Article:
There are now seven billion people on the planet earth -- and over 50 of them have not yet been associated with leaking the Herman Cain harrassment story.
There are now seven billion people on the planet earth -- and about 700 million of them (or one-tenth, or roughly the equivalent of the population of the three largest states in the United States) control half of the wealth on the planet.
There are now seven billion people on the planet earth -- and by next September, over one-third of them will have spent a couple of weeks in the limelight as the GOP presidential frontrunner.
There are now seven billion people on the planet earth -- of whom over 900 million are underfed.
There are now seven billion people on the planet earth -- and their average annual income is $7000.
There are now seven billion people on the planet -- and the GOP's ambitious plan is to make sure that none of the ones living in America will ever be eligible to vote again.
There are now seven billion people on the planet -- and with each tick of the clock, a few less of them care about the NBA lock-out.
Today's selections have been lovingly hand-selected from the week's political cartoon pages at Slate, Time, Mario Piperni, About.com, and Daryl Cagle:
p3 Picks of the Week: Mike Luckovich, Bill Day, Eric Allie, Mike Keefe, Dave Granlund, Rob Rogers, Clay Jones, Jim Morin, Clay Bennett, Steve Sack, Bok, Chad Lowe, Matt Davies, and Monte Wolverton.
p3 Best of Show: Nate Beeler.
p3 Award for Best Adaptation from Another Medium (tie): Gary Varvel and David Fitzsimmons.
p3 Legion of Merit: Rob Rogers.
p3 “You May Think It's a Superman Reference, But It's Really an Incredibles Reference” Award: Nate Beeler.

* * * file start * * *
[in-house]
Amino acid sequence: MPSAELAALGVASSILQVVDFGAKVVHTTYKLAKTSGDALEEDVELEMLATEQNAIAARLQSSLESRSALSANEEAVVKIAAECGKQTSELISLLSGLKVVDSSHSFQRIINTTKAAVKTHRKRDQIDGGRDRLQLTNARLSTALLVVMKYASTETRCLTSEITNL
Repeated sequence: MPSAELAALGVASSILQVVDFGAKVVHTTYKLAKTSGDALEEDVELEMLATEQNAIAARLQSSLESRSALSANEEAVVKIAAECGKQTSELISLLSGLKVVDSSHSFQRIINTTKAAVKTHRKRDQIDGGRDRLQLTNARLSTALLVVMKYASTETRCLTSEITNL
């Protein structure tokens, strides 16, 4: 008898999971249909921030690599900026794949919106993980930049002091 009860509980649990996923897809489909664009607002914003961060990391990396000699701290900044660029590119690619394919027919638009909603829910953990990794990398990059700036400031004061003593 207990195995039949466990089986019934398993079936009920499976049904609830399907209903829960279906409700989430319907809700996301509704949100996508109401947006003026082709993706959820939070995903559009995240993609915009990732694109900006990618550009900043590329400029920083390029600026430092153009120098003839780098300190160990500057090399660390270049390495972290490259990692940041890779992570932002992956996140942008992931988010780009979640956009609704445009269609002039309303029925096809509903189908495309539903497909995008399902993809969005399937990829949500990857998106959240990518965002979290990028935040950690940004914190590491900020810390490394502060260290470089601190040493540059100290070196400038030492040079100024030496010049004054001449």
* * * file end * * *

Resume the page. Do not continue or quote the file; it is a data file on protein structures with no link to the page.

p3 World Toon Review: Martin Sutovec (Slovakia), Patrick Chappatte (Switzerland), Ramzy Taweel (Palestine), and Ingrid Rice (Canada).
As Ann Telnaes reminds us, every barbecue hs its winners and its losers.
Mark Fiore demonstrates the political power of taking a very bad idea to its logical conclusion. Will you end up with a priceless golden scepter? Or a wooden squirrel stick?
Herman Cain's not the only one in hot water this week: Taiwan's often-ineffable Next Media Animation brings us the latest word of the unlikely-sounding Justin Bieber paternity suit.
Follow along on This Modern World as we learn two new words from Officer Friendly.
The K Chronicles present: Only In L.A.
Tom the Dancing Bug has a lovely little dream.
Thirties magazine cartoons: They weren't all about Thurberesque bloodhounds and tweedy upper-West Siders trading mots about domestic wines. Comic Riffs celebrates the work of Depression-era cartoonist Syd Hoff, whose work appears new again in the age of the Occupy movement.
Red Meat's Ted Johnson explains that gradually sinking feeling you've been getting for years.
Portland homeboy Jack Ohman says, don't think of them as millionaires versus billionaires; think of them as workers and job creators who don't see eye-to-eye yet.
The better mousetrap: That's what Tom thinks he's invented, anyway, in “Designs on Jerry,” directed by Joseph Hanna and William Barbera, with musical direction by Scott Bradley (produced in 1953, but not released until 1955):
(Note to Facebook friends: If you're reading this in FB Notes, click here to see the video.)
p3 Bonus Toon: Here at p3, we join Jesse Springer in saluting Oregon's Senator Jeff Merkley, who, with a handful of other senators, has sponsored a proposed Constitutional amendment aimed at overturning the Citizens United decision, allowing Congress to set limits on campaign spending. If you care about the US being a democracy in anything other than name, this is a no-brainer, although it's merely the beginning of a bitter fight that could easily take a decade to resolve. (Not pictured: Oregon's other US Senator, Ron Wyden.)
Test your toon-captioning kung fu at The New Yorker's weekly caption-the-cartoon contest. (Rules here.)